Title: Knowledge Representation for Socio- Natural Research 
Resource Type: document --> technical publication --> report 
Country: EU Projects 
Year: 2002 
Availability: Knowledge Representation for Socio-Natural Research (N. Winder), Dicussion paper 
Author 1/Producer: Winder, N. 
Author / Producer Type: EC Project 
Report / download web link (=direct link): http://www.aquadapt.net/pdf/Winder_-_Knowledge_representatio ...  
EUGRIS Keyword(s): Contaminated land-->Soil and groundwater processes-->Soil and groundwater processes overview
 
Short description: New computational technology allows us to produce beautiful software tools and so has created a situation in which applied scientists can no longer ignore cosmetic issues. Almost everyone engaged in the development of Decision Support Systems (DSS) is adding computational bells and whistles and daisychaining established simulation tools to justify the adjectives “generic” and “user-friendly” that secure peer approval and access to competitively tendered research contracts. Using the word “generic” in this context is ironic. If there really are generic lessons to be learned about DSS, they are unlikely be found by deploying computational artefacts with a life expectancy of three to five years. Indeed, some experienced commentators complain that form is now valued more highly than content. They describe the latest generation of DSS tools as LIAR systems (Let It Appear Realistic) and shake their snowy heads in mock disbelief. They are only half right. There is no reason why the exploitation of “front-end” technology to bring results easily before the eye should be equated with weak science. However, it is indubitable that trends towards increasing complexity in DSS seem to be driven by an aesthetic, rather than an intellectual agenda. It is possible to develop methods of DSS evaluation that look beyond the beautiful “front end” to see whether the conceptual core is sound or rotten but this hardly ever happens. Instead, evaluators and developers talk about DSS as ‘stand-alone’ software tools as if they were games, word processors or spreadsheets. This is no longer acceptable. The AQUADAPT papers Winder – Knowledge representation The fifth Framework Programme requires that the policy maker be integrated into the development and deployment of DSS tools. This has created many problems for consortia, not least among them that of divining who policy makers are and what they do with the results of scientific endeavour. I am not going to address these issues in my briefing paper but will seek instead to communicate some ideas about integrative systems developed within the management- and political-science literature. My paper resolves into three parts. The first part deals with developments in systems theory over the second half of the last century. Its purpose is to show why “hard” systems methods often fail. The second part uses ideas from “soft” systems theory and personal experience to construct a formal model of scientific endeavour. The third section sketches the principal results of a practical case study and seeks to ease the reader towards a less cosmetic approach to policy relevant research.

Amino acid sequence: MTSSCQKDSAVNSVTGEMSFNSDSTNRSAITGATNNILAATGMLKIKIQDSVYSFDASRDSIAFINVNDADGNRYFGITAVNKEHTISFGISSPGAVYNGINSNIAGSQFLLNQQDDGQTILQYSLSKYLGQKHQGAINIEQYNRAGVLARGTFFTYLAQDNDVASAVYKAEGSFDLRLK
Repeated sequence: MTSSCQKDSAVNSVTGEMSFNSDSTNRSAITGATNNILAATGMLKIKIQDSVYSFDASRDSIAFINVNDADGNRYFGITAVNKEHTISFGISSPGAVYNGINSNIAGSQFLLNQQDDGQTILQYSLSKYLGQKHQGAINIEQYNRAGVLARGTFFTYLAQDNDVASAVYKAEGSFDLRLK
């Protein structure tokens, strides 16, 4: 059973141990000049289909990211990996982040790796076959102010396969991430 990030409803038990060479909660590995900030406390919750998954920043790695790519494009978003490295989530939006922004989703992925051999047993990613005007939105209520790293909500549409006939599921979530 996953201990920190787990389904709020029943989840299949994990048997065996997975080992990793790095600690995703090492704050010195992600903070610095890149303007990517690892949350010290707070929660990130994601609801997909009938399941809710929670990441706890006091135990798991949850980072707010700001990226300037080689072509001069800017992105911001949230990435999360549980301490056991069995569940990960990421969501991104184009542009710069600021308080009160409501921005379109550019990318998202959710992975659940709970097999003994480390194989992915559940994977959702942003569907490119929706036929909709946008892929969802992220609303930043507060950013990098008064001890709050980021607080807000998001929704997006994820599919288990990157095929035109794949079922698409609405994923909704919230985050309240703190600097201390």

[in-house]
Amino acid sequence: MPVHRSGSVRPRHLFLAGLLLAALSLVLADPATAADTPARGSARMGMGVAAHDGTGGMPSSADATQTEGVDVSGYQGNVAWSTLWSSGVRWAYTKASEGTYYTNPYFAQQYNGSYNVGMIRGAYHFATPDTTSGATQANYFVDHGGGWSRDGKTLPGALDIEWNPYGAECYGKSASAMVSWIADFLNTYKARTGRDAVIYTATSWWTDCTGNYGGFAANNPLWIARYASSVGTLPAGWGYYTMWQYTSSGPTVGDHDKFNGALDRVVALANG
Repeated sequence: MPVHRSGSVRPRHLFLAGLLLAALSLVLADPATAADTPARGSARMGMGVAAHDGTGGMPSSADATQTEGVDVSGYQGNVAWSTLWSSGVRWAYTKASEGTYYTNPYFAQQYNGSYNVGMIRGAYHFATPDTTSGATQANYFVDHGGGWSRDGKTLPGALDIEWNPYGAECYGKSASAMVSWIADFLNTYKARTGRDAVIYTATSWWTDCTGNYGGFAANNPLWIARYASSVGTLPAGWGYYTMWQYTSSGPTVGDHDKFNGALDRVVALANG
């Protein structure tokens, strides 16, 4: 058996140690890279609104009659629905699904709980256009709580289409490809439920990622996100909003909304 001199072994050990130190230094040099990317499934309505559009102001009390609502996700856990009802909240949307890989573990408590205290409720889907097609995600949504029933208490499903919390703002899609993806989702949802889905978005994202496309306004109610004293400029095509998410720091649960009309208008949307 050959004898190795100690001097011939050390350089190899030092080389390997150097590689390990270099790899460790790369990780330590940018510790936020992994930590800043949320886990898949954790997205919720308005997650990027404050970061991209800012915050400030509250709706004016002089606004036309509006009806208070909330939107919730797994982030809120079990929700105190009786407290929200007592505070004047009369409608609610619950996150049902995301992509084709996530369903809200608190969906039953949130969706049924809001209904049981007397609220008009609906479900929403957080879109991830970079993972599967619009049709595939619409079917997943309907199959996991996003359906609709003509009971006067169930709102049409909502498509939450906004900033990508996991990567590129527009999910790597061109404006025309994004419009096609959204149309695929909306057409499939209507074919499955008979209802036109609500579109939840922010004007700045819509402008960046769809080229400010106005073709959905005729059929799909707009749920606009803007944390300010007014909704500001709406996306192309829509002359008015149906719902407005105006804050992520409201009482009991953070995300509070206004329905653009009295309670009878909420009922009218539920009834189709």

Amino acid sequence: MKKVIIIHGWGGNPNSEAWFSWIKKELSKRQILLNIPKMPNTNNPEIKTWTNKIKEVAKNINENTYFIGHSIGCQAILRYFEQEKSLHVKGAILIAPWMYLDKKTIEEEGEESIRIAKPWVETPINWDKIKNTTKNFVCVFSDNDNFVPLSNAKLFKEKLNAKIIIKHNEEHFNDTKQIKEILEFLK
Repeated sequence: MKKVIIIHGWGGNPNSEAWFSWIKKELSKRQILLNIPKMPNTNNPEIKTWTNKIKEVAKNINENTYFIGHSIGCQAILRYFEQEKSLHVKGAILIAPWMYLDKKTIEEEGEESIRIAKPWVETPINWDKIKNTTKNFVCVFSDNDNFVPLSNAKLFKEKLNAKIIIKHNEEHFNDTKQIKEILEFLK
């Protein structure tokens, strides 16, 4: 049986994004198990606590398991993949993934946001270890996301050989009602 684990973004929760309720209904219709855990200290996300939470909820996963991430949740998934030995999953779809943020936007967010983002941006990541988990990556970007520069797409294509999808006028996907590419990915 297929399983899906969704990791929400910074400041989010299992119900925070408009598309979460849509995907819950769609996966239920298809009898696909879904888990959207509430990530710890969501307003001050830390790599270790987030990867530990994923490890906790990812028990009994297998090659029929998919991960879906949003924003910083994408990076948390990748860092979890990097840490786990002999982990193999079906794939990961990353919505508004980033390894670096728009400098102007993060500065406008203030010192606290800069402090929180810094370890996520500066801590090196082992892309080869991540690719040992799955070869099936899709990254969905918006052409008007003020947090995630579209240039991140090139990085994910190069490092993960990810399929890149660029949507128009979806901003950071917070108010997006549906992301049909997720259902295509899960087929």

Link to Project(s): AQUADAPT Strategic tools to support adaptive, integrated water resource management under changing utilisation conditions at catchment level: A co-evolutionary approach
 
Submitted By: Dr Stefan Gödeke WhoDoesWhat?      Last update: 14/02/2006